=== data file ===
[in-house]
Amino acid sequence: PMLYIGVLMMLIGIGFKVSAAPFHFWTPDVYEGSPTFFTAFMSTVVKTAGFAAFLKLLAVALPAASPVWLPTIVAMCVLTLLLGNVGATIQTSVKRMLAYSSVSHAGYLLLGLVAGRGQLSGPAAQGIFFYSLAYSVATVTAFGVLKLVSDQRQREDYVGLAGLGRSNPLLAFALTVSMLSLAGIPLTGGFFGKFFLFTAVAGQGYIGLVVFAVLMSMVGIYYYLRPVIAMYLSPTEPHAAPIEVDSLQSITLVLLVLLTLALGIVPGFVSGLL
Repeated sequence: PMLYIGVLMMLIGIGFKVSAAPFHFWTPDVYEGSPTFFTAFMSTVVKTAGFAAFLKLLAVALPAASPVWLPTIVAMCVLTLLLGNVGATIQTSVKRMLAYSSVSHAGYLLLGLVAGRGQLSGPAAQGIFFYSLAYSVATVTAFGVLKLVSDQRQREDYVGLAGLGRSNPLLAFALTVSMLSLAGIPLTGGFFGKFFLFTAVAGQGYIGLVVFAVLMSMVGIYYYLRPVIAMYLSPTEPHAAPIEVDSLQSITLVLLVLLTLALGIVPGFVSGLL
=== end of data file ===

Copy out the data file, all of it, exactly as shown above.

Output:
[in-house]
Amino acid sequence: PMLYIGVLMMLIGIGFKVSAAPFHFWTPDVYEGSPTFFTAFMSTVVKTAGFAAFLKLLAVALPAASPVWLPTIVAMCVLTLLLGNVGATIQTSVKRMLAYSSVSHAGYLLLGLVAGRGQLSGPAAQGIFFYSLAYSVATVTAFGVLKLVSDQRQREDYVGLAGLGRSNPLLAFALTVSMLSLAGIPLTGGFFGKFFLFTAVAGQGYIGLVVFAVLMSMVGIYYYLRPVIAMYLSPTEPHAAPIEVDSLQSITLVLLVLLTLALGIVPGFVSGLL
Repeated sequence: PMLYIGVLMMLIGIGFKVSAAPFHFWTPDVYEGSPTFFTAFMSTVVKTAGFAAFLKLLAVALPAASPVWLPTIVAMCVLTLLLGNVGATIQTSVKRMLAYSSVSHAGYLLLGLVAGRGQLSGPAAQGIFFYSLAYSVATVTAFGVLKLVSDQRQREDYVGLAGLGRSNPLLAFALTVSMLSLAGIPLTGGFFGKFFLFTAVAGQGYIGLVVFAVLMSMVGIYYYLRPVIAMYLSPTEPHAAPIEVDSLQSITLVLLVLLTLALGIVPGFVSGLL